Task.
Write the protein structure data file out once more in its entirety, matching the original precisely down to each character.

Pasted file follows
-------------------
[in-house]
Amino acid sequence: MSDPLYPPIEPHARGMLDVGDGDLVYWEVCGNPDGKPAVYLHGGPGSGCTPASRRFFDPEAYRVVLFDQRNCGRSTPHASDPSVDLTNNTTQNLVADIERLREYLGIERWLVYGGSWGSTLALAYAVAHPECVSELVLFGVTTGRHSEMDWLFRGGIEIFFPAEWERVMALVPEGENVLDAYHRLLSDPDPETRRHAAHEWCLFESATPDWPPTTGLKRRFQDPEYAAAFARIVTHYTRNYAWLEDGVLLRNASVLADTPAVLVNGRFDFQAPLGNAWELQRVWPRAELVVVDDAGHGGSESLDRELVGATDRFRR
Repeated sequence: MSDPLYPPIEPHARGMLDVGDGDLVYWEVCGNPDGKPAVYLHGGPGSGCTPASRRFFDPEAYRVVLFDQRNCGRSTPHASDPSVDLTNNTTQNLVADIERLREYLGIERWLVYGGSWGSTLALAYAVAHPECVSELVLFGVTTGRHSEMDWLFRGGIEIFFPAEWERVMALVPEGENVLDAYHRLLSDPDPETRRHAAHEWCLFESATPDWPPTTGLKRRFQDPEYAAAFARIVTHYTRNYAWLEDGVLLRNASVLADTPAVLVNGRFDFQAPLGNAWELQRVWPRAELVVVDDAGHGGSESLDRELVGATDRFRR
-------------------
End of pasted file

[in-house]
Amino acid sequence: MSDPLYPPIEPHARGMLDVGDGDLVYWEVCGNPDGKPAVYLHGGPGSGCTPASRRFFDPEAYRVVLFDQRNCGRSTPHASDPSVDLTNNTTQNLVADIERLREYLGIERWLVYGGSWGSTLALAYAVAHPECVSELVLFGVTTGRHSEMDWLFRGGIEIFFPAEWERVMALVPEGENVLDAYHRLLSDPDPETRRHAAHEWCLFESATPDWPPTTGLKRRFQDPEYAAAFARIVTHYTRNYAWLEDGVLLRNASVLADTPAVLVNGRFDFQAPLGNAWELQRVWPRAELVVVDDAGHGGSESLDRELVGATDRFRR
Repeated sequence: MSDPLYPPIEPHARGMLDVGDGDLVYWEVCGNPDGKPAVYLHGGPGSGCTPASRRFFDPEAYRVVLFDQRNCGRSTPHASDPSVDLTNNTTQNLVADIERLREYLGIERWLVYGGSWGSTLALAYAVAHPECVSELVLFGVTTGRHSEMDWLFRGGIEIFFPAEWERVMALVPEGENVLDAYHRLLSDPDPETRRHAAHEWCLFESATPDWPPTTGLKRRFQDPEYAAAFARIVTHYTRNYAWLEDGVLLRNASVLADTPAVLVNGRFDFQAPLGNAWELQRVWPRAELVVVDDAGHGGSESLDRELVGATDRFRR